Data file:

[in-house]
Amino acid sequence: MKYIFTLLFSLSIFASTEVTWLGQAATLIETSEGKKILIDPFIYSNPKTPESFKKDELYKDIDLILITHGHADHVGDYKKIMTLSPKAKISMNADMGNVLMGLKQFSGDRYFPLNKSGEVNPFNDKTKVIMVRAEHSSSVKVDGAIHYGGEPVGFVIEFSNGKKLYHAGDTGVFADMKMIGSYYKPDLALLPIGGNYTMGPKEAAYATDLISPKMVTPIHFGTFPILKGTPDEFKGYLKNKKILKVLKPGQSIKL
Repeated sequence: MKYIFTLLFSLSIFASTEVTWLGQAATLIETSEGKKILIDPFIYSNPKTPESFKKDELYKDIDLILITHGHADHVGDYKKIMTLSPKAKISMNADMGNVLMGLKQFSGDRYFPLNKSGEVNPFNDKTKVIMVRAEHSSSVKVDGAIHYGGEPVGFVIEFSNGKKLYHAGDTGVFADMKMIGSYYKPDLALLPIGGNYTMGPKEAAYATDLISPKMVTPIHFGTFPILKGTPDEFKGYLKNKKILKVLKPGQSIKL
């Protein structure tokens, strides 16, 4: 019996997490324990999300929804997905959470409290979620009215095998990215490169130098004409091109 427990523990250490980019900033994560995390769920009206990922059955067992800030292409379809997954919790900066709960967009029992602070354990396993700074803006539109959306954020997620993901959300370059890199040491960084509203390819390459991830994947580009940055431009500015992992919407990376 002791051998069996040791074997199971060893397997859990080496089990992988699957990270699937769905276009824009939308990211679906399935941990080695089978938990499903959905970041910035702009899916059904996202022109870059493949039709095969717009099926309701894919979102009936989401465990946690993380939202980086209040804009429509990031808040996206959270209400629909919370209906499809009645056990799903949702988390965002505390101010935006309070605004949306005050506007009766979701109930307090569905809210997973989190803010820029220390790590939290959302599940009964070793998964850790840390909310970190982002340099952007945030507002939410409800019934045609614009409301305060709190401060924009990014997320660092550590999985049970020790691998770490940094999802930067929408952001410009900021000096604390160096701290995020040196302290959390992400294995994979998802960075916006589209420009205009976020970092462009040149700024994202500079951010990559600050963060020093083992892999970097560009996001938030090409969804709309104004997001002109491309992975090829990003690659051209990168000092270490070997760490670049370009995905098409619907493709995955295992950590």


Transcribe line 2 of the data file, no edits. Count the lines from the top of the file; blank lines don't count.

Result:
Amino acid sequence: MKYIFTLLFSLSIFASTEVTWLGQAATLIETSEGKKILIDPFIYSNPKTPESFKKDELYKDIDLILITHGHADHVGDYKKIMTLSPKAKISMNADMGNVLMGLKQFSGDRYFPLNKSGEVNPFNDKTKVIMVRAEHSSSVKVDGAIHYGGEPVGFVIEFSNGKKLYHAGDTGVFADMKMIGSYYKPDLALLPIGGNYTMGPKEAAYATDLISPKMVTPIHFGTFPILKGTPDEFKGYLKNKKILKVLKPGQSIKL